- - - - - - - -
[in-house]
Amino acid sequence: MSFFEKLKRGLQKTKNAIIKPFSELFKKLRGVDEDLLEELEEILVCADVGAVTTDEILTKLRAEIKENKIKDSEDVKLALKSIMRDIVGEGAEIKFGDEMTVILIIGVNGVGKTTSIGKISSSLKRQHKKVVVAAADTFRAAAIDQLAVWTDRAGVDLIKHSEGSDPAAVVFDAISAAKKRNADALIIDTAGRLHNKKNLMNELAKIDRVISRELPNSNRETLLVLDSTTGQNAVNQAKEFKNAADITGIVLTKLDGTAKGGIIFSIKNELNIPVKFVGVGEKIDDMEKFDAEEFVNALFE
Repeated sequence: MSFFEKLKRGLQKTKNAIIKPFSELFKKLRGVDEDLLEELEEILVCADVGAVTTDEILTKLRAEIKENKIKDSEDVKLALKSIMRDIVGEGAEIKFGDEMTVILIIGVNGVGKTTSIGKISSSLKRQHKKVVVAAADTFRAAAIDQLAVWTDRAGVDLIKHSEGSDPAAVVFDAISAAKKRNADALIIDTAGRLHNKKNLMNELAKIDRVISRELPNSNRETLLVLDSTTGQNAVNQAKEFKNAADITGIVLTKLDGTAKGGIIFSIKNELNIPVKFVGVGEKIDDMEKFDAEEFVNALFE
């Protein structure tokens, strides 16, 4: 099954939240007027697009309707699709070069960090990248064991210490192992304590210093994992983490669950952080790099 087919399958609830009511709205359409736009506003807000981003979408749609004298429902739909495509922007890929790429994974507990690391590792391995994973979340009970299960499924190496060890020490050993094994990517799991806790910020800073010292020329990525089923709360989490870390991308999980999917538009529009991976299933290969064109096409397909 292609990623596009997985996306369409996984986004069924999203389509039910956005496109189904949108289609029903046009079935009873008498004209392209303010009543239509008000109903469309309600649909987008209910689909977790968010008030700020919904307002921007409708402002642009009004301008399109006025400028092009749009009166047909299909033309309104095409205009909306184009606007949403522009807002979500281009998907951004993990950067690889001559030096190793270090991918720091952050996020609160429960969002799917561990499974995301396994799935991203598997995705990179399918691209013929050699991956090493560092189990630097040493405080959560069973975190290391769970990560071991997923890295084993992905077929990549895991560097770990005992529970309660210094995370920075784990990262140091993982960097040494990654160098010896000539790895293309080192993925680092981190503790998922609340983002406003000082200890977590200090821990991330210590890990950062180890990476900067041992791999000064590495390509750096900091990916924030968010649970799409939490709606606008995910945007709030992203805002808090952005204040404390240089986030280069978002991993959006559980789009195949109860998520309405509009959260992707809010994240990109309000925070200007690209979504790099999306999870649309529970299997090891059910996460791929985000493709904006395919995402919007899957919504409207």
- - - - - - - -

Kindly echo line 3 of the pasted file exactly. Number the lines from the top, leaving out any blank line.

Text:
Repeated sequence: MSFFEKLKRGLQKTKNAIIKPFSELFKKLRGVDEDLLEELEEILVCADVGAVTTDEILTKLRAEIKENKIKDSEDVKLALKSIMRDIVGEGAEIKFGDEMTVILIIGVNGVGKTTSIGKISSSLKRQHKKVVVAAADTFRAAAIDQLAVWTDRAGVDLIKHSEGSDPAAVVFDAISAAKKRNADALIIDTAGRLHNKKNLMNELAKIDRVISRELPNSNRETLLVLDSTTGQNAVNQAKEFKNAADITGIVLTKLDGTAKGGIIFSIKNELNIPVKFVGVGEKIDDMEKFDAEEFVNALFE